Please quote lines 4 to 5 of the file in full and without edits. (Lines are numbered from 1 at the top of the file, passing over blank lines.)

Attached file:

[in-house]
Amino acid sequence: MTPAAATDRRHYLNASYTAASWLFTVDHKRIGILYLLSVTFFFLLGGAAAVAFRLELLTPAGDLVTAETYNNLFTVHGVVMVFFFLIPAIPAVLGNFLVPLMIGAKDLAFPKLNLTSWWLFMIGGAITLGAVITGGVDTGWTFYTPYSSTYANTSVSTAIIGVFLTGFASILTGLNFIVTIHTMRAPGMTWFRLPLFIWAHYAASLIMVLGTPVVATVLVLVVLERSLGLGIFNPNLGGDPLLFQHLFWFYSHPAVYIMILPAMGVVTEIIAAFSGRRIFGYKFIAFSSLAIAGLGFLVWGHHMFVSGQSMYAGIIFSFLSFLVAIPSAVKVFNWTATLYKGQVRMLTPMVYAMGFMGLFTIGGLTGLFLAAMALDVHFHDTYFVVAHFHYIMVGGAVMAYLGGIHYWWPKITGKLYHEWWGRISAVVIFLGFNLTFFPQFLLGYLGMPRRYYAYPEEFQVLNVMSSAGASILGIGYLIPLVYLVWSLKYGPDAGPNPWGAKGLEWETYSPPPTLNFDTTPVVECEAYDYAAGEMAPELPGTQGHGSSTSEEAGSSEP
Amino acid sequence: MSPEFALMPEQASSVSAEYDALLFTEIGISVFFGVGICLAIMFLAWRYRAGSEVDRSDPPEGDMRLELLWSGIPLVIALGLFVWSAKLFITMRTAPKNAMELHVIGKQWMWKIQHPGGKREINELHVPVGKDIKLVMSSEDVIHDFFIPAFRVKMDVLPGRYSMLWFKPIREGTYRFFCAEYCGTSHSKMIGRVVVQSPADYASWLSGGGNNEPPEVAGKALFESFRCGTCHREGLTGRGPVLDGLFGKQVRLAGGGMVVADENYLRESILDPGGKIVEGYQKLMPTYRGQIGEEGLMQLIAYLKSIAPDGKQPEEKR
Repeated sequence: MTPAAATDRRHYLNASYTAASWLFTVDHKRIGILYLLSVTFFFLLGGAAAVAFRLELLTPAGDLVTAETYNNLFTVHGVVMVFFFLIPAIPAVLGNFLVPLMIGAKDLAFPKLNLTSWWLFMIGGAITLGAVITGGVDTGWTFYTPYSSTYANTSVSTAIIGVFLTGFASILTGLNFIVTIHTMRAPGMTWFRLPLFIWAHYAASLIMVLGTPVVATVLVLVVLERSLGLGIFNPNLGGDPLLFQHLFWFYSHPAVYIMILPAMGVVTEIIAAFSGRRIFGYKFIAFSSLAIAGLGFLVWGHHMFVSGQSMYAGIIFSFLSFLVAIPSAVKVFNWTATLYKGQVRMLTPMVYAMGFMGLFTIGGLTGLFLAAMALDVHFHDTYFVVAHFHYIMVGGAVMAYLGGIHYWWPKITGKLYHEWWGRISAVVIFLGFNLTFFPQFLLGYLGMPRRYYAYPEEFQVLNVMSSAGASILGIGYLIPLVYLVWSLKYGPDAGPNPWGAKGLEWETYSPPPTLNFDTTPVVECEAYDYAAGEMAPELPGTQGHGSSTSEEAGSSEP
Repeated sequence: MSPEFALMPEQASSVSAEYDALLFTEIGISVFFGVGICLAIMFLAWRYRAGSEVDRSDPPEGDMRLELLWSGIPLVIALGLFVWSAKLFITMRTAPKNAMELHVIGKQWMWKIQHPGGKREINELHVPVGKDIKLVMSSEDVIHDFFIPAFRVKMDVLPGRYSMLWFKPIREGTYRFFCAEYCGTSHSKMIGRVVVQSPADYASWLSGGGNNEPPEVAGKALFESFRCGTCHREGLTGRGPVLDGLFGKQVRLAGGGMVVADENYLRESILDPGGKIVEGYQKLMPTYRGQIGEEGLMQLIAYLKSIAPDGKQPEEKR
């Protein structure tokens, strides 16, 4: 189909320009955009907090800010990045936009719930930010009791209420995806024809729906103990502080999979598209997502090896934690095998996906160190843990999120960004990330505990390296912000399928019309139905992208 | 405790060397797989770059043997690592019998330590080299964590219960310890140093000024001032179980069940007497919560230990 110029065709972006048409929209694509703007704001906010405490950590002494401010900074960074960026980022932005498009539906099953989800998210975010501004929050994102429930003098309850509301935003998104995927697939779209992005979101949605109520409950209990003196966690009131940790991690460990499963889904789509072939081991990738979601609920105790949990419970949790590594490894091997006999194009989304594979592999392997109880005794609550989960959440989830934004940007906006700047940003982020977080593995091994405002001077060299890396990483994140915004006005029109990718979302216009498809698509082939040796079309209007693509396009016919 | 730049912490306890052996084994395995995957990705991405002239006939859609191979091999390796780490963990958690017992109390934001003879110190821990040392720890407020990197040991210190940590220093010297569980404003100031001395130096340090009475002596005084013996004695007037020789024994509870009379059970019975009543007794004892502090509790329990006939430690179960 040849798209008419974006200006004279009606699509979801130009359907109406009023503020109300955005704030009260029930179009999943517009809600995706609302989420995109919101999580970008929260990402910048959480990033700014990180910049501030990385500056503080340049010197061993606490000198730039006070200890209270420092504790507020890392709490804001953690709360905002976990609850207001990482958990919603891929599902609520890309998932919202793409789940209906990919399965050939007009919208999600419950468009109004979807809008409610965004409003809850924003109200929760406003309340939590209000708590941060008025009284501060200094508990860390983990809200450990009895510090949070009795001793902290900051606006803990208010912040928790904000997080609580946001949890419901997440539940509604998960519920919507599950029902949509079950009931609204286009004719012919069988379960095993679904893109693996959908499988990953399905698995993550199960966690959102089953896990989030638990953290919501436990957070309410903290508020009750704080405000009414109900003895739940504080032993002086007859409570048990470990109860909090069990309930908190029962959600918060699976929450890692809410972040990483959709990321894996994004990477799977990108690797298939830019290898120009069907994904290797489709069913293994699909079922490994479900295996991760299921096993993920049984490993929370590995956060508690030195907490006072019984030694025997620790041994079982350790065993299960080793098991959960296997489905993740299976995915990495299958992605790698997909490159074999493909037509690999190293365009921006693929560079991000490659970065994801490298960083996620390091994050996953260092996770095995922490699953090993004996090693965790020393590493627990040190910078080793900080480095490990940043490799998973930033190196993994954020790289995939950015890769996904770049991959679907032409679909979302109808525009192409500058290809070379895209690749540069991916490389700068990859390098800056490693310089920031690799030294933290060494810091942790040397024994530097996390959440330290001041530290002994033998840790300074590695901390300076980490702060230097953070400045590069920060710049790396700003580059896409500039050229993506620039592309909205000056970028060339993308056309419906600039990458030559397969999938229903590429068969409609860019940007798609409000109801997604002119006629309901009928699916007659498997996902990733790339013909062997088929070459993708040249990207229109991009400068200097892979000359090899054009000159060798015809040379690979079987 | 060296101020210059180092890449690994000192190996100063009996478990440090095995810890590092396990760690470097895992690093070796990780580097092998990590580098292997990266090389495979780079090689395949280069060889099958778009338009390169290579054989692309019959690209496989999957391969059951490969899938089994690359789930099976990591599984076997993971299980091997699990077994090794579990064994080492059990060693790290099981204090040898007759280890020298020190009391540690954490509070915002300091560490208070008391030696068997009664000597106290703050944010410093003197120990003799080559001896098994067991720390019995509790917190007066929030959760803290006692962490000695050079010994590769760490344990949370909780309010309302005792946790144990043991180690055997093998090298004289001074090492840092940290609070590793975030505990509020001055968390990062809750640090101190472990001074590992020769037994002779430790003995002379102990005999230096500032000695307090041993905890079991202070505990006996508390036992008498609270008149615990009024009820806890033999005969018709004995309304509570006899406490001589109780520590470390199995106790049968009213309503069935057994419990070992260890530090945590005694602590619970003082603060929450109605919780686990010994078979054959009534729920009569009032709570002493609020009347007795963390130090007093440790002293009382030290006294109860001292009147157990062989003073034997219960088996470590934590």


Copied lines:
Repeated sequence: MTPAAATDRRHYLNASYTAASWLFTVDHKRIGILYLLSVTFFFLLGGAAAVAFRLELLTPAGDLVTAETYNNLFTVHGVVMVFFFLIPAIPAVLGNFLVPLMIGAKDLAFPKLNLTSWWLFMIGGAITLGAVITGGVDTGWTFYTPYSSTYANTSVSTAIIGVFLTGFASILTGLNFIVTIHTMRAPGMTWFRLPLFIWAHYAASLIMVLGTPVVATVLVLVVLERSLGLGIFNPNLGGDPLLFQHLFWFYSHPAVYIMILPAMGVVTEIIAAFSGRRIFGYKFIAFSSLAIAGLGFLVWGHHMFVSGQSMYAGIIFSFLSFLVAIPSAVKVFNWTATLYKGQVRMLTPMVYAMGFMGLFTIGGLTGLFLAAMALDVHFHDTYFVVAHFHYIMVGGAVMAYLGGIHYWWPKITGKLYHEWWGRISAVVIFLGFNLTFFPQFLLGYLGMPRRYYAYPEEFQVLNVMSSAGASILGIGYLIPLVYLVWSLKYGPDAGPNPWGAKGLEWETYSPPPTLNFDTTPVVECEAYDYAAGEMAPELPGTQGHGSSTSEEAGSSEP
Repeated sequence: MSPEFALMPEQASSVSAEYDALLFTEIGISVFFGVGICLAIMFLAWRYRAGSEVDRSDPPEGDMRLELLWSGIPLVIALGLFVWSAKLFITMRTAPKNAMELHVIGKQWMWKIQHPGGKREINELHVPVGKDIKLVMSSEDVIHDFFIPAFRVKMDVLPGRYSMLWFKPIREGTYRFFCAEYCGTSHSKMIGRVVVQSPADYASWLSGGGNNEPPEVAGKALFESFRCGTCHREGLTGRGPVLDGLFGKQVRLAGGGMVVADENYLRESILDPGGKIVEGYQKLMPTYRGQIGEEGLMQLIAYLKSIAPDGKQPEEKR